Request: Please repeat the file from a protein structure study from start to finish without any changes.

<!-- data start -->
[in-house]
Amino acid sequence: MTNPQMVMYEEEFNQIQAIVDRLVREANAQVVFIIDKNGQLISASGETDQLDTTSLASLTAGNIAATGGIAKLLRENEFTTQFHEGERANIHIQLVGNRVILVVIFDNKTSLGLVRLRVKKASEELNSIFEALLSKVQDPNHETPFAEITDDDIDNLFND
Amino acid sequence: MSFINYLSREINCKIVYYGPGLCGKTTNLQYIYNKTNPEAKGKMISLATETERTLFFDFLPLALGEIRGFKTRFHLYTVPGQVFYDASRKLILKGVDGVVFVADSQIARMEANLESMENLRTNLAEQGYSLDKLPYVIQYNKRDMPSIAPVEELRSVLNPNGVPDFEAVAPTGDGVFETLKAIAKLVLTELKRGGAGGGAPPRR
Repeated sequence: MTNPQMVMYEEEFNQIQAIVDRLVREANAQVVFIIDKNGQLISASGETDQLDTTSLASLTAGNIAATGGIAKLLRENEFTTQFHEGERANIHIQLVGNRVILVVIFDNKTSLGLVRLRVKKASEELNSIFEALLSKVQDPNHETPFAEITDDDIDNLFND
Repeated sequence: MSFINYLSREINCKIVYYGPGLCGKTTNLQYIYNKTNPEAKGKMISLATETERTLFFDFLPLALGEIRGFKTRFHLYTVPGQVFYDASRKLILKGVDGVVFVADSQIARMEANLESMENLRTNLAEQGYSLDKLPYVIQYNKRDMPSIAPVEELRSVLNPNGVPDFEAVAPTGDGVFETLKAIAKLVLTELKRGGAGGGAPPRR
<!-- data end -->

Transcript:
[in-house]
Amino acid sequence: MTNPQMVMYEEEFNQIQAIVDRLVREANAQVVFIIDKNGQLISASGETDQLDTTSLASLTAGNIAATGGIAKLLRENEFTTQFHEGERANIHIQLVGNRVILVVIFDNKTSLGLVRLRVKKASEELNSIFEALLSKVQDPNHETPFAEITDDDIDNLFND
Amino acid sequence: MSFINYLSREINCKIVYYGPGLCGKTTNLQYIYNKTNPEAKGKMISLATETERTLFFDFLPLALGEIRGFKTRFHLYTVPGQVFYDASRKLILKGVDGVVFVADSQIARMEANLESMENLRTNLAEQGYSLDKLPYVIQYNKRDMPSIAPVEELRSVLNPNGVPDFEAVAPTGDGVFETLKAIAKLVLTELKRGGAGGGAPPRR
Repeated sequence: MTNPQMVMYEEEFNQIQAIVDRLVREANAQVVFIIDKNGQLISASGETDQLDTTSLASLTAGNIAATGGIAKLLRENEFTTQFHEGERANIHIQLVGNRVILVVIFDNKTSLGLVRLRVKKASEELNSIFEALLSKVQDPNHETPFAEITDDDIDNLFND
Repeated sequence: MSFINYLSREINCKIVYYGPGLCGKTTNLQYIYNKTNPEAKGKMISLATETERTLFFDFLPLALGEIRGFKTRFHLYTVPGQVFYDASRKLILKGVDGVVFVADSQIARMEANLESMENLRTNLAEQGYSLDKLPYVIQYNKRDMPSIAPVEELRSVLNPNGVPDFEAVAPTGDGVFETLKAIAKLVLTELKRGGAGGGAPPRR